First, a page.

In this post, we will see the difference between Depth first search (DFS) and Breadth first search (BFS) algorithm which are used to traverse/search tree or graph data structure.

### 1. Definition

The Depth first search (DFS) algorithm starts at the root of the Tree (or some arbitrary node for a graph) and explores as far as possible along each branch before backtracking.

Breadth first search (BFS) algorithm also starts at the root of the Tree (or some arbitrary node of a graph), but unlike DFS it explores the neighbor nodes first, before moving to the next level neighbors. In other words, BFS explores vertices in the order of their distance from the source vertex, where distance is the minimum length of a path from source vertex to the node.

### 2. Examples

Below graph shows order in which the nodes are discovered in DFS.

Below graph shows order in which the nodes are discovered in BFS.

### 3. Application

Below are the applications of DFS –

- Finding connected components in a graph
- Topological sorting in a DAG(Directed Acyclic Graph)
- Finding 2/3-(edge or vertex)-connected components.
- Finding the bridges of a graph.
- Finding strongly connected components.
- Solving puzzles with only one solution, such as mazes.
- Finding bi-connectivity in graphs and many more..

Below are the applications of BFS –

- Copying garbage collection, Cheney’s algorithm
- Finding the shortest path between two nodes u and v, with path length measured by number of edges (an advantage over depth first search)
- Testing a graph for bipartiteness
- Minimum Spanning Tree for unweighted graph
- Web crawler
- Finding nodes in any connected component of a graph
- Ford–Fulkerson method for computing the maximum flow in a flow network
- Serialization/Deserialization of a binary tree

### 4. DFS and BFS for Trees

Trees may be traversed in multiple ways in depth-first order or breadth-first order. Depth-first search for trees can be implemented using pre-order, in-order, and post-order while breadth-first search for trees can be implemented using level order traversal.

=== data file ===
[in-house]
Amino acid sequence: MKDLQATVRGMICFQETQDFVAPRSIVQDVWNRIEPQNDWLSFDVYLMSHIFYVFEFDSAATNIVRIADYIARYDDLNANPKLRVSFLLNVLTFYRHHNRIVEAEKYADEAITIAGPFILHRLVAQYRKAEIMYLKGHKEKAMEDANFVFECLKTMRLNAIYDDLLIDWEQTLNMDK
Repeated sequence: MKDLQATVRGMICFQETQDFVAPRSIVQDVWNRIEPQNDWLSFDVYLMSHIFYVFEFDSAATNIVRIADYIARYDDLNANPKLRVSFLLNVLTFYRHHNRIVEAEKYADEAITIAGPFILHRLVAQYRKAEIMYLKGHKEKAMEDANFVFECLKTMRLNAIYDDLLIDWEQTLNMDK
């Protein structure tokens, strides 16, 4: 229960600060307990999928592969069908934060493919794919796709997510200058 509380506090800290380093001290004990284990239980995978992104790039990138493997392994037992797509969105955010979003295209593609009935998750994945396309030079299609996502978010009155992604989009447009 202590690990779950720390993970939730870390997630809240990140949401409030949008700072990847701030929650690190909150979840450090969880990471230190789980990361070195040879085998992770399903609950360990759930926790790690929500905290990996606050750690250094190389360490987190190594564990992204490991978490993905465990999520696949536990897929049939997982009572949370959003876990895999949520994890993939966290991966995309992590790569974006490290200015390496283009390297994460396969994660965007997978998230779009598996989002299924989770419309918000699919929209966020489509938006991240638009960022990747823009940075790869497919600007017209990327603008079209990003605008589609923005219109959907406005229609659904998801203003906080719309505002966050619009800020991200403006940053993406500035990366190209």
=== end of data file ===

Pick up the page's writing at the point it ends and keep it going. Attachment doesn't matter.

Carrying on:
Beyond these basic traversals, various more complex or hybrid schemes are possible, such as depth-limited searches like iterative deepening depth-first search.

### 5. Implementation Details

In BFS, we need to maintain a separate data structure for tracking the tree/graph nodes yet to be visited. This is easily done iteratively using Queue data structure.

In contrast to BFS, DFS don’t need any additional data structure to store the tree/graph nodes. The recursive implementation of DFS uses the recursive call stack.

### 6. Time Complexity

The time complexity of both DFS and BFS traversal is O(N + M) where N is number of vertices and M is number of edges in the graph.

Please note that M may vary between O(1) and O(N2), depending on how dense the graph is.

### 7. Memory Requirements

The memory taken by DFS/BFS heavily depends on the structure of our tree/graph. The maximum memory taken by DFS (i.e. by recursion call stack) is equal to the depth of the tree and the maximum memory taken by BFS is equal to the width of the tree.

### 8. When to use DFS and BFS?

If we know the solution lies somewhere deep in a tree or far from the source vertex in graph, use DFS. If we know the solution is not that far from the source vertex, use BFS.

If our tree is very wide, use DFS as BFS will take too much memory. Similarly if our tree is very deep, choose BSF over DFS.

If the answers is incorrect or not given, you can answer the above question in the comment box. If the answers is incorrect or not given, you can answer the above question in the comment box.